Monday, October 6, 2008

Lease Drafting: Avoid Common Mistakes

As part of its Commercial Landlord practice, Northern Virginia's Gross & Romanick is dedicated to educating its clients about various aspects of Business Law. The following article is not, however, meant to replace legal counsel. If you'd like to speak to a lawyer about your commercial property or other business matter, please contact Gross & Romanick today.


Nothing is more frustrating to a landlord than providing an expensive build-out and a rental abatement period, only to have the tenant fail to make any payments once the free rent period has expired. The landlord's anger boils over when the attorney informs him that the lease does not provide for return of the build-out costs or the abated rent and, therefore, the court will not award these damages. This is a common error of lease drafting and can be easily avoided by a properly worded default clause.

Another common error is the failure to provide for a specific interest rate upon default. Virginia courts will not award prejudgment interest without such a lease provision. We suggest an 18% interest rate, rather than complex rates keyed to a bank's prime rates which fluctuate during the term of default and may be difficult to prove at trial.

Although Virginia law allows for a self-help, lockout remedy, it is advisable to have such a provision in your lease to assure that this right has not been waived by the landlord.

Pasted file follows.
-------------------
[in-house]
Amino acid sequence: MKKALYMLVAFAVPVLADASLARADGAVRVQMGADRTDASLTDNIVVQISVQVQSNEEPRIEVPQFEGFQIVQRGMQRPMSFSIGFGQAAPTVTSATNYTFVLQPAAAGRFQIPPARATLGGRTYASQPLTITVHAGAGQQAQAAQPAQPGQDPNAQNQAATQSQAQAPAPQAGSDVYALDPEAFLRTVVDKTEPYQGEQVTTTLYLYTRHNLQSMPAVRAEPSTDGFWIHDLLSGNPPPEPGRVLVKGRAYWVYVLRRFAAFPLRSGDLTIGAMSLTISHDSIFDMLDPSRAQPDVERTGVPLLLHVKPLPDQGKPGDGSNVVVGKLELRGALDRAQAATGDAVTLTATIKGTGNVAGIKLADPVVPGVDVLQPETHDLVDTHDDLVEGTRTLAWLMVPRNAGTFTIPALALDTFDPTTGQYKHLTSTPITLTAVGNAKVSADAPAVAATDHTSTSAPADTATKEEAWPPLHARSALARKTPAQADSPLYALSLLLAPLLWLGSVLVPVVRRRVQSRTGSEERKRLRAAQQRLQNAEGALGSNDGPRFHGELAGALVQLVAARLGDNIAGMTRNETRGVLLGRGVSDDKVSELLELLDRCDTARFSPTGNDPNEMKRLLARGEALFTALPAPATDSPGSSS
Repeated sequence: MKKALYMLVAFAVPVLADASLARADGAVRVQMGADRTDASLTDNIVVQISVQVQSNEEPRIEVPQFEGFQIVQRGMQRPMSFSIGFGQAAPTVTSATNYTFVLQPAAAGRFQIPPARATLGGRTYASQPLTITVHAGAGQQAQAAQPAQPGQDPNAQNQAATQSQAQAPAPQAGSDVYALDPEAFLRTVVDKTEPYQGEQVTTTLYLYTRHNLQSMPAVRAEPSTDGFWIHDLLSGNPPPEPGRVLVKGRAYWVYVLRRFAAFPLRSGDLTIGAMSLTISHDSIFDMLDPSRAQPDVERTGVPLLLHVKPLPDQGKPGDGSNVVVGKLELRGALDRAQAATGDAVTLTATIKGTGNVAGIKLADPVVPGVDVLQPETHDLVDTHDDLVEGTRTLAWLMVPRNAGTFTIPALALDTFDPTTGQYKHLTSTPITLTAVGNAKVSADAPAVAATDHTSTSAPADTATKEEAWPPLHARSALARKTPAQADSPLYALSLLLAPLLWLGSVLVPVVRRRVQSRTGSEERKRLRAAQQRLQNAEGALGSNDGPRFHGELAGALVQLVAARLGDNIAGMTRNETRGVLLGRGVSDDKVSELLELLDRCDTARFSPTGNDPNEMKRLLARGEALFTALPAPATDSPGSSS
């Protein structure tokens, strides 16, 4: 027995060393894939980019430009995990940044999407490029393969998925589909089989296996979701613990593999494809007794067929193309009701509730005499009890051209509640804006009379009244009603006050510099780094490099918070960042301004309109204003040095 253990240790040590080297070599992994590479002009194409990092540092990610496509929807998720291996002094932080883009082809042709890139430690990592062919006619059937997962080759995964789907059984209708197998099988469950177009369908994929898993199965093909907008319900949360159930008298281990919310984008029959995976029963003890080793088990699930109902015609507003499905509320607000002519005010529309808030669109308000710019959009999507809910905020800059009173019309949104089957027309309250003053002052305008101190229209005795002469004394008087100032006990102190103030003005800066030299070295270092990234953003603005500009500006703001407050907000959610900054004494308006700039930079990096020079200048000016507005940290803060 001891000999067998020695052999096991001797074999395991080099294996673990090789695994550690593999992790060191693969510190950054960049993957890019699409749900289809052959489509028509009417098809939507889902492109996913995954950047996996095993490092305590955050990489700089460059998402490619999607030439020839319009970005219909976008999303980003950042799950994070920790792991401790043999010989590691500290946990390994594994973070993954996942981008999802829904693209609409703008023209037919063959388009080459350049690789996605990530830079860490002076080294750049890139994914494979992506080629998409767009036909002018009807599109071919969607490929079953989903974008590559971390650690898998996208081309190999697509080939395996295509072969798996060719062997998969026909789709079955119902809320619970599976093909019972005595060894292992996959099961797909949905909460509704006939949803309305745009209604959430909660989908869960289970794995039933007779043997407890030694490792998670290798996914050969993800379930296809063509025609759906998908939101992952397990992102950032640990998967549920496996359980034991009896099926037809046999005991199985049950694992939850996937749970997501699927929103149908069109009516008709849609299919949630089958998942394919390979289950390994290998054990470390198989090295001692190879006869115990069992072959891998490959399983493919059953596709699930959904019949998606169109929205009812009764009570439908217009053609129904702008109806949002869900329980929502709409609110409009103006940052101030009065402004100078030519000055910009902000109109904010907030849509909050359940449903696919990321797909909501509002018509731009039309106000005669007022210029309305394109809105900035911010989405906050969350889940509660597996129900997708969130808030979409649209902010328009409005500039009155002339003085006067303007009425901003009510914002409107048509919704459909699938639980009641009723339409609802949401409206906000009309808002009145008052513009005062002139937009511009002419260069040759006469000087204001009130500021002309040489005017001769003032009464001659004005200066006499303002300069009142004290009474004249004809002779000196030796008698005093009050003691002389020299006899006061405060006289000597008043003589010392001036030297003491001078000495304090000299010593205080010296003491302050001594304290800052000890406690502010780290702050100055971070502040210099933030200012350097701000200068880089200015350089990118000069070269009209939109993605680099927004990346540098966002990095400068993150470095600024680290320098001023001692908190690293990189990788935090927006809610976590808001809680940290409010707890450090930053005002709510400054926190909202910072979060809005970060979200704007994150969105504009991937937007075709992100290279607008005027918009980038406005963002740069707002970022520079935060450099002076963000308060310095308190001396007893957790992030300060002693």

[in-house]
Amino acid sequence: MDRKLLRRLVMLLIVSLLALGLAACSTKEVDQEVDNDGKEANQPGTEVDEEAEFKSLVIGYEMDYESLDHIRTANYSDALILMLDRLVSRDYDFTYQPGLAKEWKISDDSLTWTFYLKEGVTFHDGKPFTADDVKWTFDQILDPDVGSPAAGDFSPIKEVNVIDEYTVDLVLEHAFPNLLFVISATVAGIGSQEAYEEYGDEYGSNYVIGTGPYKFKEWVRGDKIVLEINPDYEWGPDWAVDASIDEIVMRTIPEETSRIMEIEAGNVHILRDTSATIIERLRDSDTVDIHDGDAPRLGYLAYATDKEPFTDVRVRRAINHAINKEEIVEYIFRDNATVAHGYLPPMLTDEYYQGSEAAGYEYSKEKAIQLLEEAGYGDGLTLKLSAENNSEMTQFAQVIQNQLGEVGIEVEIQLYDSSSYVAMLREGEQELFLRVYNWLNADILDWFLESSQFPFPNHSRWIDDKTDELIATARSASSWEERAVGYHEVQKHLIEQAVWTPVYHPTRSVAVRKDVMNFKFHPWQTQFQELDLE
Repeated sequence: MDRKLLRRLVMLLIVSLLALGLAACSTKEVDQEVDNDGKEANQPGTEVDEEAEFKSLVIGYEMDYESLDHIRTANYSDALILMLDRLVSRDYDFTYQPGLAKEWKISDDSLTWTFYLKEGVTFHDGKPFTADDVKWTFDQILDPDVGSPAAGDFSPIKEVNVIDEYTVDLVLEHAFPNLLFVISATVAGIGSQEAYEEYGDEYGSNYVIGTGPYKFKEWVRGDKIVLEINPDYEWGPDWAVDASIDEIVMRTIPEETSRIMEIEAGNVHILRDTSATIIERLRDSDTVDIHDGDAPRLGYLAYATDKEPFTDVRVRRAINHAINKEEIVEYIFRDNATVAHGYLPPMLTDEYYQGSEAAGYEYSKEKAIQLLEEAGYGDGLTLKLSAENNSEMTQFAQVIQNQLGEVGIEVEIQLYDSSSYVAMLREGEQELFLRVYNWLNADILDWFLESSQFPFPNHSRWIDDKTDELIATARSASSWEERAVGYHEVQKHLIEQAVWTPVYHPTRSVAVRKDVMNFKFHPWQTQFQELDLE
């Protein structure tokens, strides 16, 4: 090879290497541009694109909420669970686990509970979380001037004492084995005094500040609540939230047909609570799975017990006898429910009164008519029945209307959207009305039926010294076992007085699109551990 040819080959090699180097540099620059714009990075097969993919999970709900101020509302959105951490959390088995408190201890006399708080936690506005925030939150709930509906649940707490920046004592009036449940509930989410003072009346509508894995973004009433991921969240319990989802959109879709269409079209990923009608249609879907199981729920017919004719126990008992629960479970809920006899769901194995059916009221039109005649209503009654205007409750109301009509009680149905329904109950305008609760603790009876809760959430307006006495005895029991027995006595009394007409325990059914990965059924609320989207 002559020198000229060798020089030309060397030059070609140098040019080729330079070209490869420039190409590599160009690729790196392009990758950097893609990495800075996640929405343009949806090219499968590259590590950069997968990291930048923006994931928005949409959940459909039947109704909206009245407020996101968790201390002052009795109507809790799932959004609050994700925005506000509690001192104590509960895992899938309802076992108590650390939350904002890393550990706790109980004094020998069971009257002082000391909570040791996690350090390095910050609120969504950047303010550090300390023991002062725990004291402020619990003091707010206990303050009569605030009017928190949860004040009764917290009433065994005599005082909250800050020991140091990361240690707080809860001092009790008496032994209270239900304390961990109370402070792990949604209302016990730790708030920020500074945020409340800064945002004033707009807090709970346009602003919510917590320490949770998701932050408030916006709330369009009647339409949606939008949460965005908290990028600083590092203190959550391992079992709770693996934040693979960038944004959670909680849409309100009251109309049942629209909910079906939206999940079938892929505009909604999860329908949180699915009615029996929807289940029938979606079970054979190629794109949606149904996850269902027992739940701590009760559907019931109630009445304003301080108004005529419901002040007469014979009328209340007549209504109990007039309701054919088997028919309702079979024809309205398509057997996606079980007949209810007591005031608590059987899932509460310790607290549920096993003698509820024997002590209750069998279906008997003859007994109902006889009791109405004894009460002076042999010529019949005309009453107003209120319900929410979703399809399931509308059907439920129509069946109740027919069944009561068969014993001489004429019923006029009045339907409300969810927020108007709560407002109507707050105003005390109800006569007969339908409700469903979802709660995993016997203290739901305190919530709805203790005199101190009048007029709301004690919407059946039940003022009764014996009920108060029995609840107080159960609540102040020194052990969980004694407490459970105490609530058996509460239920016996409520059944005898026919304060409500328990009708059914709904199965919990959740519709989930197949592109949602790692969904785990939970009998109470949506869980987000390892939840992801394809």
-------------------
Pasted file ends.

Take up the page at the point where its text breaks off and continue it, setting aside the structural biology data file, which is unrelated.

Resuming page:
Default money damages should provide the landlord with an option to choose:
  1. current rent as it becomes due
  2. acceleration of the rent during the remaining term of the lease
  3. the "present value" of the lease

Always allow attorney's fees in the "event of default", not only if sent to collection or suit.

Avoid complex notification provisions by not requiring notices for late payments or other defaults. Furthermore, any required notices should be effective when sent by regular mail to the address included in the lease.

Try very hard to obtain personal guarantees by a husband and wife, especially for small corporate tenants. Even apparently solvent corporations and limited partnerships can become unable or unwilling to pay rent.

These suggestions are only a brief summary of some of the more common lease drafting mistakes that we see in our office. All provisions of the lease are important and should not be drafted or changed by leasing personnel without careful consideration or an attorney's opinion.